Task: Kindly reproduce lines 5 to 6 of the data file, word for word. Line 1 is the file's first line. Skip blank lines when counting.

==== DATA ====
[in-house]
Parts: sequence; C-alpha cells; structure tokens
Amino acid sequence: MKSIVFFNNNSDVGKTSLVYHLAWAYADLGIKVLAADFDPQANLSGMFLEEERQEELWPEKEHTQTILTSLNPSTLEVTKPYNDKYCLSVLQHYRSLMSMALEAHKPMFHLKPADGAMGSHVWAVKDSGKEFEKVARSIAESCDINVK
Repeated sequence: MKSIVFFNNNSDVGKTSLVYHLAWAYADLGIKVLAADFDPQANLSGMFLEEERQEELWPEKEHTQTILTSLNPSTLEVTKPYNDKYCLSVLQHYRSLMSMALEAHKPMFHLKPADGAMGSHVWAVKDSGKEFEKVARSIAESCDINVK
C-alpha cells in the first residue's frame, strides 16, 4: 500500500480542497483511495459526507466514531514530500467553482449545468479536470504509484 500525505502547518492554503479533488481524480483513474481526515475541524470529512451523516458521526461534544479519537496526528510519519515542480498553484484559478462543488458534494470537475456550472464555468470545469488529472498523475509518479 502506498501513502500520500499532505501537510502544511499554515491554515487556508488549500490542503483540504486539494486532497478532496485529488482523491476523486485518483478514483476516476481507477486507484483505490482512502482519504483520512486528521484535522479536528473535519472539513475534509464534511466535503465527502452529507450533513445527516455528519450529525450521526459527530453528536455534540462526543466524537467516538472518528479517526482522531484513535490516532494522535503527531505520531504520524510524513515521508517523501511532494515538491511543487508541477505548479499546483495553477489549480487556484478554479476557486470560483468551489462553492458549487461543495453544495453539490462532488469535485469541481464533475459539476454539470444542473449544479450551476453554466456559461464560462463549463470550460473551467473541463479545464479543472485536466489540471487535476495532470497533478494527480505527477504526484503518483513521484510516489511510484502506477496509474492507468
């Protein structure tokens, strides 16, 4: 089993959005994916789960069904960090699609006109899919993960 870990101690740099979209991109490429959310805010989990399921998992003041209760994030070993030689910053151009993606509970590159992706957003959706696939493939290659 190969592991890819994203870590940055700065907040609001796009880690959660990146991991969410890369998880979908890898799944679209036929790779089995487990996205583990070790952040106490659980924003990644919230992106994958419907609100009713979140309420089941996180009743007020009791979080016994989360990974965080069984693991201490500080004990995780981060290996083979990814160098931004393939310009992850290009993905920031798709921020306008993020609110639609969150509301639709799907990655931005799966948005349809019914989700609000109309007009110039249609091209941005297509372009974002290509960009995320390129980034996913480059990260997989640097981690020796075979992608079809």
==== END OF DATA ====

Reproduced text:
C-alpha cells in the first residue's frame, strides 16, 4: 500500500480542497483511495459526507466514531514530500467553482449545468479536470504509484 500525505502547518492554503479533488481524480483513474481526515475541524470529512451523516458521526461534544479519537496526528510519519515542480498553484484559478462543488458534494470537475456550472464555468470545469488529472498523475509518479 502506498501513502500520500499532505501537510502544511499554515491554515487556508488549500490542503483540504486539494486532497478532496485529488482523491476523486485518483478514483476516476481507477486507484483505490482512502482519504483520512486528521484535522479536528473535519472539513475534509464534511466535503465527502452529507450533513445527516455528519450529525450521526459527530453528536455534540462526543466524537467516538472518528479517526482522531484513535490516532494522535503527531505520531504520524510524513515521508517523501511532494515538491511543487508541477505548479499546483495553477489549480487556484478554479476557486470560483468551489462553492458549487461543495453544495453539490462532488469535485469541481464533475459539476454539470444542473449544479450551476453554466456559461464560462463549463470550460473551467473541463479545464479543472485536466489540471487535476495532470497533478494527480505527477504526484503518483513521484510516489511510484502506477496509474492507468
């Protein structure tokens, strides 16, 4: 089993959005994916789960069904960090699609006109899919993960 870990101690740099979209991109490429959310805010989990399921998992003041209760994030070993030689910053151009993606509970590159992706957003959706696939493939290659 190969592991890819994203870590940055700065907040609001796009880690959660990146991991969410890369998880979908890898799944679209036929790779089995487990996205583990070790952040106490659980924003990644919230992106994958419907609100009713979140309420089941996180009743007020009791979080016994989360990974965080069984693991201490500080004990995780981060290996083979990814160098931004393939310009992850290009993905920031798709921020306008993020609110639609969150509301639709799907990655931005799966948005349809019914989700609000109309007009110039249609091209941005297509372009974002290509960009995320390129980034996913480059990260997989640097981690020796075979992608079809």